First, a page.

In the course of the inquiry the appellant Harriman was called by the Commission and testified as a witness. At the time of the transactions referred to he was a director and also the president and the chairman of the executive committee of the Union Pacific Railroad Company. The relations between the Union Pacific and other connecting roads, parallel or not, were under investigation and are set forth in the Commission's report. It is enough to say that the Union Pacific Railroad Company is incorporated under the laws of Utah, and, as has been asserted and assumed, has power under the state laws to purchase the stock of other railroads,-a power that it has [211 U.S. 407, 415] exercised on a large scale. Among other things, it bought 103,401 shares of the preferred stock of the Chicago & Alton Railway Company. These shares had been deposited with bankers, Kuhn, Loeb, & Company, by their owners, under an agreement authorizing the bankers to sell them to any purchaser at such price and upon such terms as should be approved by Messrs. Stewart, Mitchell, and the witness, Harriman. He was asked whether he owned any of the stock so deposited, and how much, if any. These questions, under the advice of counsel, he declined to answer.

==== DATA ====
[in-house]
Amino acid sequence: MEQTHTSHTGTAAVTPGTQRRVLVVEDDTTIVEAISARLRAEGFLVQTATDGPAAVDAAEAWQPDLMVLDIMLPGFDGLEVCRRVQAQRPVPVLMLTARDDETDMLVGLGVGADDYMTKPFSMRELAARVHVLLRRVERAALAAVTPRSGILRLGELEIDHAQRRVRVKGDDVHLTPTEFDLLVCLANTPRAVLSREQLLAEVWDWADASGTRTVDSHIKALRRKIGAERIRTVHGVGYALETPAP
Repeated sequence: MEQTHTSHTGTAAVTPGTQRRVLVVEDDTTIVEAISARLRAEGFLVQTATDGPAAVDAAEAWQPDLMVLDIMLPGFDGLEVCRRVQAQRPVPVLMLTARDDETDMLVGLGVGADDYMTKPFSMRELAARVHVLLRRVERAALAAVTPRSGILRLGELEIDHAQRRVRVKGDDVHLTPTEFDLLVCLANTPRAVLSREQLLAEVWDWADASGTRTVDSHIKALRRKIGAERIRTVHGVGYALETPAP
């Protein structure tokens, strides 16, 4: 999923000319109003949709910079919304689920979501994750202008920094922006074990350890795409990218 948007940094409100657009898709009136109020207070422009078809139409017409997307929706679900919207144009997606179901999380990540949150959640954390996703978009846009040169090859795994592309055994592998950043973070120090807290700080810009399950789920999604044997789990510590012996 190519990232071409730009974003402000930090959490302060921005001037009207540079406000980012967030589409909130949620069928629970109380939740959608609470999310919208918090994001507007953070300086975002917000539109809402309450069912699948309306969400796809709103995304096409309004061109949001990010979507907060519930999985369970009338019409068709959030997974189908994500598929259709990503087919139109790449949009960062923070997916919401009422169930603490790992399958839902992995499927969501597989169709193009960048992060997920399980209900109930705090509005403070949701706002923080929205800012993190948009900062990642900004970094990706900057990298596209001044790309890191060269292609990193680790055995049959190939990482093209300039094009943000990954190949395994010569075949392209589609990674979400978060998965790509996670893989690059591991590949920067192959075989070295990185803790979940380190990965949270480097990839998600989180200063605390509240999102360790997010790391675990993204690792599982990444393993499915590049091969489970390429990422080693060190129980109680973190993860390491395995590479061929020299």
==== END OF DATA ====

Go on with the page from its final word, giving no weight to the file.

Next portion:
Next he was asked with regard to stock of the Atchison, Topeka, & Santa Fe Railroad Company, bought by the Oregon Short Line Railroad Company, another Utah corporation, the stock of which was owned by the Union Pacific, whether it was a part of the stock that had been acquired previously by him and two others, and whether it or any part of it was owned by any of the three. After answering the first question, 'I think not,' he was stopped by his counsel and refused to answer further. Again, it appearing that the Union Pacific, in July, 1906, purchased 90,000 shares of Illinois Central Railroad stock from Messrs. Rogers, Stillman, and the witness, he was asked whether that stock was acquired by a pool of the three, whether it was acquired with a view of selling it to the Union Pacific, and whether it or any part of it was bought at a much lower price than $175 a share with the intent just mentioned. These questions the witness declined to answer. It appearing further that Kuhn, Loeb, & Company, who were the fiscal agents of the Union Pacific, had sold to it 105,000 shares of the Illinois Central stock on the same date, he was asked if he had any interest in these shares, and whether they were acquired by a pool for the purpose of selling them to the Union Pacific. These questions the witness declined to answer. Again, it appearing that the Union Pacific had purchased stock of the St. Joseph & Grand Island Railroad Company from the witness since the last-mentioned date, he was asked when he acquired the stock and what he paid for it, and again de- [211 U.S. 407, 416] clined to answer. Finally, after it had been shown that since July, 1906, the Union Pacific had bought a large amount of New York Central Railroad stock, the witness was asked whether any of the directors of the Union Pacific were interested, directly or indirectly, in this stock at the time when it was sold. An answer to this question also was declined. All these refusals to answer were persisted in after a direction to answer from the Commission. The circuit court ordered them to be answered and Harriman appealed.